Here is my response:

In any area of science, there are published articles that don’t fit the mainstream view. In most cases, the findings are not grounded in reality. This is just part of science, and – as I said – you’ll find this in any science and on just about any topic. Just because something is published doesn’t make it valid or something that reflects reality.

Especially these days, there are lots of online journals that, at first glance, look serious and scientific. They use the language and format of reputable publications. But the content is very weak and would likely never be published in serious and respected journals.

Personally, I have seen several articles on pandemic-related topics, published in these types of journals, that are almost laughably bad in terms of data and logic. And, often, the articles are written by people with some sort of credentials, just not in the area they are writing about. Which means they have no credentials at all. They have close to zero credibility.

For the findings and views to be taken seriously, it has to be published in reputable journals, the findings need to be replicated by independent researchers several times, there has to be a sound theory behind it, and competing theories and approaches have to be thoroughly disproven.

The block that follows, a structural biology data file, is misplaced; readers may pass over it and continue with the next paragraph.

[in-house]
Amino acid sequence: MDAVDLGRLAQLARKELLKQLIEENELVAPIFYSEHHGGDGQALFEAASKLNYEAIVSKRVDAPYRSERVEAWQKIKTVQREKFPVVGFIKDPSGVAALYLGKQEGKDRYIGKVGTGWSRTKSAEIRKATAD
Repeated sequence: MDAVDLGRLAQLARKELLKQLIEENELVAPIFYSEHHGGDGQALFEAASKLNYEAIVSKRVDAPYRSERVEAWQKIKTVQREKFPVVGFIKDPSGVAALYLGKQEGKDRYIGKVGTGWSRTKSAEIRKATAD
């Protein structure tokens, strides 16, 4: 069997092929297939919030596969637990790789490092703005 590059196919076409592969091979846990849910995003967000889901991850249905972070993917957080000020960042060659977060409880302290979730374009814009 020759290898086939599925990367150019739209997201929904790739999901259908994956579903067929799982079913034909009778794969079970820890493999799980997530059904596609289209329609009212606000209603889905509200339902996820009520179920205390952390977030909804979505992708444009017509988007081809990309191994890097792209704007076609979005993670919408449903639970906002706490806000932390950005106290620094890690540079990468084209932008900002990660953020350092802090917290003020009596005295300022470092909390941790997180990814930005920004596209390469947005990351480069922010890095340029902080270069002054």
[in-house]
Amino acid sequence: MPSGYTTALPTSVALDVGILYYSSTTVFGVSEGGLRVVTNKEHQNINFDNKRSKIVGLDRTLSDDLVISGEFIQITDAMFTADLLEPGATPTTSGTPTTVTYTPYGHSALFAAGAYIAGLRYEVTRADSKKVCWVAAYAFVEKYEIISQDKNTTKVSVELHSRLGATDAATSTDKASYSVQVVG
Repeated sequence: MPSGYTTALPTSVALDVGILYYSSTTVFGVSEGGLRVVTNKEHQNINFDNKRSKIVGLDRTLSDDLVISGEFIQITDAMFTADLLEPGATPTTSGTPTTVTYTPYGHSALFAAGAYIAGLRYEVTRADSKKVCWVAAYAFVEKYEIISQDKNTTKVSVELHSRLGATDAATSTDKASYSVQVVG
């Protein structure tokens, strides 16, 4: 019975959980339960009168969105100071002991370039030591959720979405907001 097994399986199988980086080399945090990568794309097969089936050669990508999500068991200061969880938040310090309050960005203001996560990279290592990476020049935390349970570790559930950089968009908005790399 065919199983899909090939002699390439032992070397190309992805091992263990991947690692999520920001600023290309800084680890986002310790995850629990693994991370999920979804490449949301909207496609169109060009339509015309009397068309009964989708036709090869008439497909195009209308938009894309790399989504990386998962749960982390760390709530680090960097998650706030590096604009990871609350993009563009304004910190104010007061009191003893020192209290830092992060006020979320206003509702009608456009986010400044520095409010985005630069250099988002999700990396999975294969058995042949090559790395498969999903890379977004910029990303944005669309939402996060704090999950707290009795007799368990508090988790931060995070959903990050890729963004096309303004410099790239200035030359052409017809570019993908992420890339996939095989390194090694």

Note: The image is a screenshot of one of many articles that look and sound scientific and serious, but is published in a less-than-reputable journal and the authors have zero credentials in the field.

A Vortex Healing view on Covid

I thought I would mention a few words on the most common view on Covid in the Vortex Healing community.

Here are a few highlights.

(a) The initial virus could be treated relatively easily with the VH infection protocol. This means a dramatic shortening of the duration of the illness, and often a lessening of the severity.

(b) The delta virus is much more difficult to treat with VH, likely because it multiplies in the system far more rapidly. (I imagine the same is the case with the newish omicron.)